In the local Universe this peak appears in blue light, so the redshift points to a time around 1.5 billion years after the Big Bang. The light suggested that no young stars were present, and the near-infrared brightness suggested these were massive objects (1011 solar masses).

To put this in context, our Milky Way has been growing continuously for 12 billion years but is 3-5 times less massive.

Even more remarkably, the galaxies looked like ellipticals and were almost point sources, even with high-resolution Hubble Space Telescope observations. They were less than 5,000 light years across. Extremely dense red nuggets at an earlier time than anyone had suspected.

Lines in the spectrum

In 2012 a powerful new near-infrared spectrograph was commissioned on the W M Keck telescopes in Hawaii. Last year we used it to get a two-night exposure on some of these objects.

We were amazed when we got a spectrum of the brightest (and most massive). They showed the distinct signature of Balmer absorption lines of stars around 500 million years old. Importantly there was no sign of current star-formation.

This galaxy was already massive and between 500 million and 1 billion years old.

It must have formed extremely fast, and then its star formation died quickly. This extreme behaviour could require significant rewriting of our pictures of galaxy formation in the first billion years of cosmic history.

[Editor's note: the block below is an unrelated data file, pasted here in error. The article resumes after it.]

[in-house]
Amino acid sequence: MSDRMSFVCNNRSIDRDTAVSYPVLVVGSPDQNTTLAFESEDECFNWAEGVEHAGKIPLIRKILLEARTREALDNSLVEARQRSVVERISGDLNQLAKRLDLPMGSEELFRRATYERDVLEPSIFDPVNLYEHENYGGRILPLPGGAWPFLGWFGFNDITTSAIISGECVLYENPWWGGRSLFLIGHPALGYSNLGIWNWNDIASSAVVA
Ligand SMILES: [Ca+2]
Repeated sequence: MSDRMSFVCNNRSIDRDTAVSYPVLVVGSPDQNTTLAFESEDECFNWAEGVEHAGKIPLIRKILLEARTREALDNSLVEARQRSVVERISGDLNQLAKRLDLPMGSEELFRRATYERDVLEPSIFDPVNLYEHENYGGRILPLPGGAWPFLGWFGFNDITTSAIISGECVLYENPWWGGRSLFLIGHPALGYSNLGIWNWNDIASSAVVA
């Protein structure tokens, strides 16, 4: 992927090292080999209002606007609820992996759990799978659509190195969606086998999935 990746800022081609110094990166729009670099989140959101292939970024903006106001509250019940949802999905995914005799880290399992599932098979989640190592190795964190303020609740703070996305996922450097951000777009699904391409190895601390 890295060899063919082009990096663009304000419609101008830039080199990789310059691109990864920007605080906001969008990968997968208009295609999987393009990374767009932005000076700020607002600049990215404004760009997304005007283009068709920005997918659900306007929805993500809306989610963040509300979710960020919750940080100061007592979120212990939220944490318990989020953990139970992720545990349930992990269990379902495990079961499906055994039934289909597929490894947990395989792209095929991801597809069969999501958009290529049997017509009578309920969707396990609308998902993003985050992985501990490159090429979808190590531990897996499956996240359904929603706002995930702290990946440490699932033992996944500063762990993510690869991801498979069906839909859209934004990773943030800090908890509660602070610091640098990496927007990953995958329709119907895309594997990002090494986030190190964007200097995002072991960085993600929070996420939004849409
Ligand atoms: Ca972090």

Why? Well, we think galaxies form in the centres of halos of cold dark matter. Dark matter particles is not made of ordinary atoms, and particle physicists are still trying to detect these in the laboratory.

These halos can form very early and act as seeds for galaxy formation giving it a kick start. Without dark matter it would be difficult to form any galaxy.

The problem is at this early time there are barely enough massive dark matter halos to accommodate such massive galaxies. As a consequence in simulated Universes we don’t find this population of non-star forming galaxies so early, nor do we find the massive ancestors with extreme star-formation rates a billion years earlier.

So, do we need two recipes for galaxy formation where some form extremely quickly and the rest take 12 billion years?

Time will tell. The history of this field has shown that the theoretical community has a very strong record of postdiction (as opposed to prediction), and I expect a slew of papers will turn up in the next few weeks to explain this object!

Teasing of theorists aside, galaxy formation is a very difficult field to work in; the astrophysics are complex and it is very much driven by new observations which is why it is so much fun to work in.

Meanwhile our groups are pursuing the quest for massive galaxies to even earlier times. We have designed new filters to identify these and hope to start a new survey using the Gemini telescopes this year. Theorists, get your predictions in now.


Written by Karl Glazebrook, Director & Distinguished Professor, Centre for Astrophysics & Supercomputing, Swinburne University of Technology. This article was originally published on The Conversation. Read the original article.